Nailsea Town Council is concerned that a number of schools in the town are undersubscribed, the secondary school significantly so. The need to increase the roll there is immediate, i.e in September 2016, well before any building will have taken place on the proposed sites and certainly very well before any occupants arrive (probably no earlier than for the September 2018 intake at the very earliest). Furthermore, to restore the fortunes of the undersubscribed secondary school would take a massive housing development, far beyond the aspirations of the Town or unitary authority Council or the nationally set targets. Therefore developing the proposed sites would only go a relatively small way to re-populating the secondary school which needs to look more deeply into the reason why so many, (49, for example, for 2016) Nailsea resident pupils have stated a first preference for neighbouring Backwell Secondary School, and why others are prepared to go even further afield rather than express the local school as their first choice. Even if those forty-nine pupils had registered with Nailsea, there will still be forty-one places unfilled in Year 7 in September 2016 unless the school picks up pupils' second, third and subsequent choices from other oversubscribed areas.
There are two health centres in Nailsea. Both are very busy. One is particularly so where it is well known that it is very difficult to obtain a doctor's appointment without a significant wait sometimes of several weeks. An increase in the town's population will clearly make this even more likely. The town is well served by chemists, pharmacies and other outlets for general medical and cosmetic supplies. As the percentage of the total population of the town of older people increases, it is likely that there will be corresponding need for more medical services in Nailsea. Nailsea is home to a wide range of sports and healthy activities clubs and groups from rugby, football, cricket, hockey, and badminton to skateboarding, running, walking, fitness, yoga, zumba and so on. There are floodlit pitches at either end of the town, and a sports and leisure centre at Scotch Horn. The nearest full size swimming pool is in neighbouring Backwell and there are plans for a smaller one to be built in Nailsea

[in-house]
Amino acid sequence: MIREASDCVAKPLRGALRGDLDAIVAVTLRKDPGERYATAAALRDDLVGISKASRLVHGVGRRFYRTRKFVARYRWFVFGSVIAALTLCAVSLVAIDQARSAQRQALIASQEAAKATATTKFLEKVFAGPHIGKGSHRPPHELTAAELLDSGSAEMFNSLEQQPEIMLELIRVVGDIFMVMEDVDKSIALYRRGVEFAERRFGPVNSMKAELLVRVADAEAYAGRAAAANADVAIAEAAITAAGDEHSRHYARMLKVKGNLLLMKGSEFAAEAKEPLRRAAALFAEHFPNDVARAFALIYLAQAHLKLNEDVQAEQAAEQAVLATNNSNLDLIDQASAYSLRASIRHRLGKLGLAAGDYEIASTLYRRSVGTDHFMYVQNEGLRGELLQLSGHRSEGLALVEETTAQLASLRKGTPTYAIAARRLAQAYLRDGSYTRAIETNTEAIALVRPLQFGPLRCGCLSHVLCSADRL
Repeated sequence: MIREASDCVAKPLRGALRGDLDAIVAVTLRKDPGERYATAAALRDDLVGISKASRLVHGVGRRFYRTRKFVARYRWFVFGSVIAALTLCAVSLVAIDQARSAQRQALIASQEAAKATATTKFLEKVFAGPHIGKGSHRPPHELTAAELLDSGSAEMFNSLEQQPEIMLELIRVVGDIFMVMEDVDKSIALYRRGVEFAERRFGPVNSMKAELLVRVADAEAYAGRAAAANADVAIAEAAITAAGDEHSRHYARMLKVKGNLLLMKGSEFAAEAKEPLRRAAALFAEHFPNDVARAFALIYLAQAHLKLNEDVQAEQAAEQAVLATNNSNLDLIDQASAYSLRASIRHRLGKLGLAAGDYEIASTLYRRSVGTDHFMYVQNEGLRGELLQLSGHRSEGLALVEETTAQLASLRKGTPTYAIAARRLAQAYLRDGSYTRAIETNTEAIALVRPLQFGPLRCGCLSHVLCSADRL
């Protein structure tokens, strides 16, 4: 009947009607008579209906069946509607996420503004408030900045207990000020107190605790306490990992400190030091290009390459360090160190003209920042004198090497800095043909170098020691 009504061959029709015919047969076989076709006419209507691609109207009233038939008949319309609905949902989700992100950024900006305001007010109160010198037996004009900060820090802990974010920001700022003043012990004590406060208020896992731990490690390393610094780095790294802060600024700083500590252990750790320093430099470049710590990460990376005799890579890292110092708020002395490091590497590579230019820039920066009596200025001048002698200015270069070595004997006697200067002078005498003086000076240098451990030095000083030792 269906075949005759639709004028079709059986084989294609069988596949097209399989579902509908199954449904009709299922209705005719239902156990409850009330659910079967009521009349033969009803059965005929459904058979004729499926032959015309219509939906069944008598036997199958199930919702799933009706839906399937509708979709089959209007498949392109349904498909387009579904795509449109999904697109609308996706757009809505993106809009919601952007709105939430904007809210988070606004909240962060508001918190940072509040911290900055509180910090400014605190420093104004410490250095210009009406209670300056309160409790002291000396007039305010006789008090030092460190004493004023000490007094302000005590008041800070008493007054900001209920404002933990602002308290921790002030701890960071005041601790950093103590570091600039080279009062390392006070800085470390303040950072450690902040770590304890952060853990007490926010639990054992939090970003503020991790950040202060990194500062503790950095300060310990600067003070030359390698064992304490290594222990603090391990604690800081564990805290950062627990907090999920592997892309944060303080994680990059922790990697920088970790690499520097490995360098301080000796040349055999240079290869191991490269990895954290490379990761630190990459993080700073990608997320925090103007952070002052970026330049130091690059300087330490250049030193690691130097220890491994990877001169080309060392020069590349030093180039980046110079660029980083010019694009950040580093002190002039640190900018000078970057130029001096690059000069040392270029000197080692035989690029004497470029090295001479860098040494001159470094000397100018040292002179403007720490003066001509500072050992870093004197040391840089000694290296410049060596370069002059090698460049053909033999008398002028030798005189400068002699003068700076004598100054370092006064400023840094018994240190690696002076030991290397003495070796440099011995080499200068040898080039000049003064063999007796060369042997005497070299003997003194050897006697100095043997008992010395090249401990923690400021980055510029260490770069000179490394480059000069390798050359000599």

The District Council’s Transport Planning Department has provided the following assistance to Nailsea Action Group. This dialogue with the Traffic department was facilitated by a councillor:
The Transport Planning Department’s assistance has enabled Nailsea Action Group to come to an informed view of the likely impact of the proposed development on traffic flows in and around Nailsea by undertaking the following activities:
The roads around Nailsea and employment opportunities have not been improved in line with the housing growth since the 1960s leading to high levels of car based commuting. Increasing prosperity nationally has resulted in greater car use. These things have led to increasing congestion in Nailsea and on the commuting routes to employment elsewhere. The results of our traffic surveys and analysis indicates that the increased congestion from the proposed developments will be significant and that, before any major development takes place in or around Nailsea, the local transport infrastructure should be improved to avoid that congestion.
Poor road infrastructure will lead to highway safety issues and reduce the amenity value of the surrounding lanes for walkers, cyclists and horse riders.
The allocation plan recognizes that the majority of employment opportunities will be outside of Nailsea thereby putting a higher demand on the transport infrastructure for commuters into Bristol and Weston-super-Mare.
Whilst the bus service both within Nailsea and to Bristol is good and serves the whole town, (but it is much less good to neighbouring towns such as Clevedon and Portishead), the current Network Rail Route and Network specifications for the main rail line serving North Somerset makes no provision for increased passenger capacity on the route. Given that the majority of employment opportunities for people in North Somerset lie in Bristol and it's immediate surrounds, or Weston-super-Mare, it is likely that a reasonable proportion of those will commute by rail. The rail services during the main commuter periods are already at near capacity and the cumulative effect of proposed development in Yatton, Congresbury, Clevedon and Nailsea is likely to take these services beyond their capacity.
Table 3.2: Suggested Acceptable Walking Distance. 1)
|Town centres(m)||Commuting/School/Sight–seeing (m)||Elsewhere (m)|
The bus service both within Nailsea and to Bristol is good at four an hour for most of the day, and serves most of the town. It is much less good to neighbouring towns such as Clevedon and Portishead though a better service is planned. There are occasional services to the nearby airport and to educational establishments in Weston at the start and end of the working day. During the day those wishing to reach Weston would take the local bus to Bristol alighting at Backwell, and then cross the road to board the next bus to Weston. The assumption that most local residents shopping in Nailsea would automatically take the bus is questionable particularly if they have small children in tow, have a lot of shopping to do, or the weather is bad. There will therefore be consequential pressure on car parking in Nailsea.